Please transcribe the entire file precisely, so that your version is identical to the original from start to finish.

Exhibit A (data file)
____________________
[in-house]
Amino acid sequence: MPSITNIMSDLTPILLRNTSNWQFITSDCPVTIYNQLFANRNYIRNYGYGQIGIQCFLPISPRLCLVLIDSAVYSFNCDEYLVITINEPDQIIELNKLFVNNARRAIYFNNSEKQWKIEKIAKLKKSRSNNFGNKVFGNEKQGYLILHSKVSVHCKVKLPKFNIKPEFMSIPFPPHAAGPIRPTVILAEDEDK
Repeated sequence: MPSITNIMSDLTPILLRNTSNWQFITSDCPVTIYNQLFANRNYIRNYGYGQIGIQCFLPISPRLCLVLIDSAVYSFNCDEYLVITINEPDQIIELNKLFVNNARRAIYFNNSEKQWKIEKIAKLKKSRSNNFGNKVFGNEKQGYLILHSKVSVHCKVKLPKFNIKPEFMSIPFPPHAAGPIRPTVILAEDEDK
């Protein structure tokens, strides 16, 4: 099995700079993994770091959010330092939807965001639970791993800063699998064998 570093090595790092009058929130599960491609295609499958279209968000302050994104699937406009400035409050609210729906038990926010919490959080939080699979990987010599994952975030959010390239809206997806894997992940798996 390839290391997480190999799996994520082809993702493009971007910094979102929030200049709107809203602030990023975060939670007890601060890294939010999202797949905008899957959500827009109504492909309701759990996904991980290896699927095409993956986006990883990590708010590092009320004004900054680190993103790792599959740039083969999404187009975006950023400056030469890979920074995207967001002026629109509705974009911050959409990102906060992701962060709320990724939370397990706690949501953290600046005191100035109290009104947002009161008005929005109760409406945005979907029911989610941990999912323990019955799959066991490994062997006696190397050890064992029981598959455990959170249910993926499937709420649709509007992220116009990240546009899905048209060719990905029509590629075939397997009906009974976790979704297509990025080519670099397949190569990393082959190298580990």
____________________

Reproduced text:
[in-house]
Amino acid sequence: MPSITNIMSDLTPILLRNTSNWQFITSDCPVTIYNQLFANRNYIRNYGYGQIGIQCFLPISPRLCLVLIDSAVYSFNCDEYLVITINEPDQIIELNKLFVNNARRAIYFNNSEKQWKIEKIAKLKKSRSNNFGNKVFGNEKQGYLILHSKVSVHCKVKLPKFNIKPEFMSIPFPPHAAGPIRPTVILAEDEDK
Repeated sequence: MPSITNIMSDLTPILLRNTSNWQFITSDCPVTIYNQLFANRNYIRNYGYGQIGIQCFLPISPRLCLVLIDSAVYSFNCDEYLVITINEPDQIIELNKLFVNNARRAIYFNNSEKQWKIEKIAKLKKSRSNNFGNKVFGNEKQGYLILHSKVSVHCKVKLPKFNIKPEFMSIPFPPHAAGPIRPTVILAEDEDK
């Protein structure tokens, strides 16, 4: 099995700079993994770091959010330092939807965001639970791993800063699998064998 570093090595790092009058929130599960491609295609499958279209968000302050994104699937406009400035409050609210729906038990926010919490959080939080699979990987010599994952975030959010390239809206997806894997992940798996 390839290391997480190999799996994520082809993702493009971007910094979102929030200049709107809203602030990023975060939670007890601060890294939010999202797949905008899957959500827009109504492909309701759990996904991980290896699927095409993956986006990883990590708010590092009320004004900054680190993103790792599959740039083969999404187009975006950023400056030469890979920074995207967001002026629109509705974009911050959409990102906060992701962060709320990724939370397990706690949501953290600046005191100035109290009104947002009161008005929005109760409406945005979907029911989610941990999912323990019955799959066991490994062997006696190397050890064992029981598959455990959170249910993926499937709420649709509007992220116009990240546009899905048209060719990905029509590629075939397997009906009974976790979704297509990025080519670099397949190569990393082959190298580990």